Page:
- Scribd is the Netflix of the publishing world – offering readers unlimited access to a library of more than 1 million books and audiobooks, magazines, and other documents for a monthly fee of $US9.
- On Wednesday, Scribd announced a brand new service, bundling a Scribd subscription with a subscription to The New York Times for $US13/month.
- Scribd’s CEO Trip Adler says the company “kind of got into books a little bit accidentally,” but it is on a mission to “change the way the world reads.”
- After eleven years and multiple pivots, Adler is confident in Scribd’s current path and believes his team can build a subscriber base of similar scale to Netflix and Spotify.
Scribd’s mission is “to change the way the world reads,” but its CEO Trip Adler says that mission came about by chance.
“We kind of got into books a little bit accidentally,” Adler told us.
Initially, Adler and his co-founder Jared Friedman set out to help Adler’s father publish an academic paper online – a process that took upwards of 18 months before the first iteration of Scribd was built. At the time, there were blogs for publishing a few paragraphs of text, Adler explains, but blogs didn’t work for publishing a 10-page academic thesis or scientific paper. And so, Scribd was born as a place to put longer documents on the web.
“We were good for taking things that were already written and getting them on the web,” Adler said.
Quickly, people other than Adler’s father started uploading content via Scribd, which attracted more readers. Those readers then started uploading content of their own.
“We got a nice viral loop started, and pretty soon we had tens of millions of users,” Adler tells us.
That was 2007.
Eleven years and a few pivots later, Scribd considers itself the Netflix of the publishing world – offering readers unlimited access to a library of more than 1 million books and audiobooks, magazines, and other documents for an $US8.99 monthly fee.
On Wednesday, Scribd announced a brand new service, bundling a Scribd subscription and with a subscription to The New York Times for one monthly fee of $US12.99. For context, a subscription to The New York Times alone costs $US15.99 per month after introductory rates, a Times spokesperson told us.
“It’s a great step forward for readers and a great step forward for our industry,” Adler says of partnership, which is the first time his company has provided readers full-access to a news publisher.
Those interested in the bundle package will sign up through the Scribd app – where they can access the Scribd library – but will be provided separate login credentials to The New York Times.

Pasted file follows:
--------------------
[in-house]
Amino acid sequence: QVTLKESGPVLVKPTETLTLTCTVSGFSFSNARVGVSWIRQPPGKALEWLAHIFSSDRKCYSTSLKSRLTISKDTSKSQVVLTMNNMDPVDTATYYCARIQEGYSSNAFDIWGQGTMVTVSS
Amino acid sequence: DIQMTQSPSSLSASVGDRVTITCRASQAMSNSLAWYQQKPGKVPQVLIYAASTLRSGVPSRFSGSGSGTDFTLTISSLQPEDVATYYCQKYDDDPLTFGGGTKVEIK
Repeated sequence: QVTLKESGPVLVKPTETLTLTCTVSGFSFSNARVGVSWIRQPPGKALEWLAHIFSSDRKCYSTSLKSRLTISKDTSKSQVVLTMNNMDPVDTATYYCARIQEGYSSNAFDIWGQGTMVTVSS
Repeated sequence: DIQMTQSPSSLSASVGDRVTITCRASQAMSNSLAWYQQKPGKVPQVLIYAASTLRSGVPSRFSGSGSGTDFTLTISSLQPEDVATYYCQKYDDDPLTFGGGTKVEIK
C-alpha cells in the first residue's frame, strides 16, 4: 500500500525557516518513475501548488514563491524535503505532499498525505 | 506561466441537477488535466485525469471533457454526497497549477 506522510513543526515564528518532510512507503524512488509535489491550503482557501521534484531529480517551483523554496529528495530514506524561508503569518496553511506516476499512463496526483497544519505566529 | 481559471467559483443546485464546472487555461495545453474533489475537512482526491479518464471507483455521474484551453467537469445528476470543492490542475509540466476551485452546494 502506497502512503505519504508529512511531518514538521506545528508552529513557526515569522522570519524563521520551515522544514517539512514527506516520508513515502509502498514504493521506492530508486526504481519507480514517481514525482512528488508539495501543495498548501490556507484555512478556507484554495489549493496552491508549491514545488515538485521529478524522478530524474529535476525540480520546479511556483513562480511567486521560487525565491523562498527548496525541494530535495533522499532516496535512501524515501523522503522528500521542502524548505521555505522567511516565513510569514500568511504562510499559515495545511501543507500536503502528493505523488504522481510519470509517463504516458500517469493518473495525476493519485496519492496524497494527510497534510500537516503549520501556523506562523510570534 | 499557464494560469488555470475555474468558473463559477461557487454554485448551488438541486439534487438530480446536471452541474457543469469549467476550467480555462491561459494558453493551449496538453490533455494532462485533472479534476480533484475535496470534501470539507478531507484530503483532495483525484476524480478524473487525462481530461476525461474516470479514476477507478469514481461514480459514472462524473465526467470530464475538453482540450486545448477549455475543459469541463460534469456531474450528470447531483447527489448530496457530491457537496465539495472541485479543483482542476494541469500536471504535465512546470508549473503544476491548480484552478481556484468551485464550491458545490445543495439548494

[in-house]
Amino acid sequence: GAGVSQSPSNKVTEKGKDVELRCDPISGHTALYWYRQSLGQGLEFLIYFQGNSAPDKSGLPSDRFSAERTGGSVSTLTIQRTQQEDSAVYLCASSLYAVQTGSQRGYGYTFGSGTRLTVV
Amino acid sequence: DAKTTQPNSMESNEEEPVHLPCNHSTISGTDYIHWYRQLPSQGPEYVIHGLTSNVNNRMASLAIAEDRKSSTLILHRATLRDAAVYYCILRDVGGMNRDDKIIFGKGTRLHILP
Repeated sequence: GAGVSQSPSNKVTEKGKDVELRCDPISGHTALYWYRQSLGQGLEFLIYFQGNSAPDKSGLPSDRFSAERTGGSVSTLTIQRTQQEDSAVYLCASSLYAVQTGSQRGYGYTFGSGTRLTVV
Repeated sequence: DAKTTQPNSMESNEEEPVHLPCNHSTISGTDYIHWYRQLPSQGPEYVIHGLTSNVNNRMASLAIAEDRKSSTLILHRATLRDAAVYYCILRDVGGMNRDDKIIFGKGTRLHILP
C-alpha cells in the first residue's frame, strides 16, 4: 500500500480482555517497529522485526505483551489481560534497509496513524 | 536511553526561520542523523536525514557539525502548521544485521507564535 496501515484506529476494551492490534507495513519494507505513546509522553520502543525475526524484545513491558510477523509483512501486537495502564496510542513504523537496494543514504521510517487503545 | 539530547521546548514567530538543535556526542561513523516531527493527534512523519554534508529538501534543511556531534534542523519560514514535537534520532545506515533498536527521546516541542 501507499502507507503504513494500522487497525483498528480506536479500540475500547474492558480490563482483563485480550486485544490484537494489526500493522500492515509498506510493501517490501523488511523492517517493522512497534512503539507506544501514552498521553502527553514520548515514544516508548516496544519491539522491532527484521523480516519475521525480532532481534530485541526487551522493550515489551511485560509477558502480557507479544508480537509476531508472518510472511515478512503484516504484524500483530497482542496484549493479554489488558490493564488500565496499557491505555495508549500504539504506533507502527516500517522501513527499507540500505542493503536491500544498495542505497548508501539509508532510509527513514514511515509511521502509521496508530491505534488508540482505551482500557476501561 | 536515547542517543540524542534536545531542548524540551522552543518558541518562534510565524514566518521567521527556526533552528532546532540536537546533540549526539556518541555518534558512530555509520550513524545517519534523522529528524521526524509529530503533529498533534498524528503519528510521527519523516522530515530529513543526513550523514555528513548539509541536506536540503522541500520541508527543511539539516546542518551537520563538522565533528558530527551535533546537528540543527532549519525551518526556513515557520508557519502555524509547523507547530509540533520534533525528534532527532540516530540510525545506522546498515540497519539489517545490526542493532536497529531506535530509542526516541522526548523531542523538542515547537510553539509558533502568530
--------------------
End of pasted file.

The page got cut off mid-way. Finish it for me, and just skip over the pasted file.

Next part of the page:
Correcting the course
Though Wednesday marks a significant milestone for Scribd, the past eleven years haven’t been easy for Adler, who says he’s averaged 90 hour work weeks since co-founding the company.
“There’s been a few moments when things weren’t going well – where we were burning a lot of money, or the team was really unhappy, or we weren’t growing fast, or the board wasn’t happy – there’s plenty of moments like that where it gets kind of frustrating,” he explains. “But I think if you do this stuff for a while, you learn that this is just how it goes and there’s always challenges, and you just learn to enjoy being challenged.”
One of those moments came in early 2016, three years after the company had first launched its subscription model, according to a report by Fast Company. The team realised it was losing too much money on subscribers who were voraciously reading 100 books per month, mostly in the mystery and romance genre. It was also taking a major hit on those accessing scientific and technical books that cost Scribd $US50 to $US100 in licensing fees per read. In February 2016, to keep the company from financially going under, Adler and his team cut off unlimited access to their library and limited readers to three e-books and one audiobook per month.
In February 2018, Scribd re-launched its subscription offering with new content and a new model to curb the consumption that cost the company the most. Readers now have unlimited access to Scribd’s content library until they reach the upper limits in a given month, at which point they will be given a narrowed offering of titles to choose from for the rest of that month.
Adler is confident in his company’s current approach, and is especially bullish on the subscription model for books, given the success of other content subscription services like Netflix which has over 130 million subscribers and Spotify with over 80 million subscribers.
“In the reading space, I think we can build a subscriber base of similar scale,” Adler tells us. “And if we do, that really is going to have a lot of secondary and tertiary effects in terms of how people read. You’ll have a whole new audience, reading in a totally new way. It will also just create a lot more subscription revenue to give back to the industry and grow the industry.”
The next chapter
Today, Scribd has 800,000 monthly subscribers, growing at 50% per year.
Through the company’s evolution, Adler says he’s relied heavily on the people around him, taking a page out of Jim Collins’ classic business book, “Good to Great.”
“In ‘Good to Great,’ they talk about all these strategy success stories, and every single success story started with getting the team together first, and then the strategy came from the team,” Adler says. “If you have a really good team in place, really good ideas will naturally emerge from that.”
As for what his favourite recent book, Adler doesn’t stray far from the Silicon Valley zeitgeist – “Sapiens: A Brief History of Humankind,” a popular book with the tech intelligentsia, would be his choice.
And, as he points out, it’s available on Scribd.
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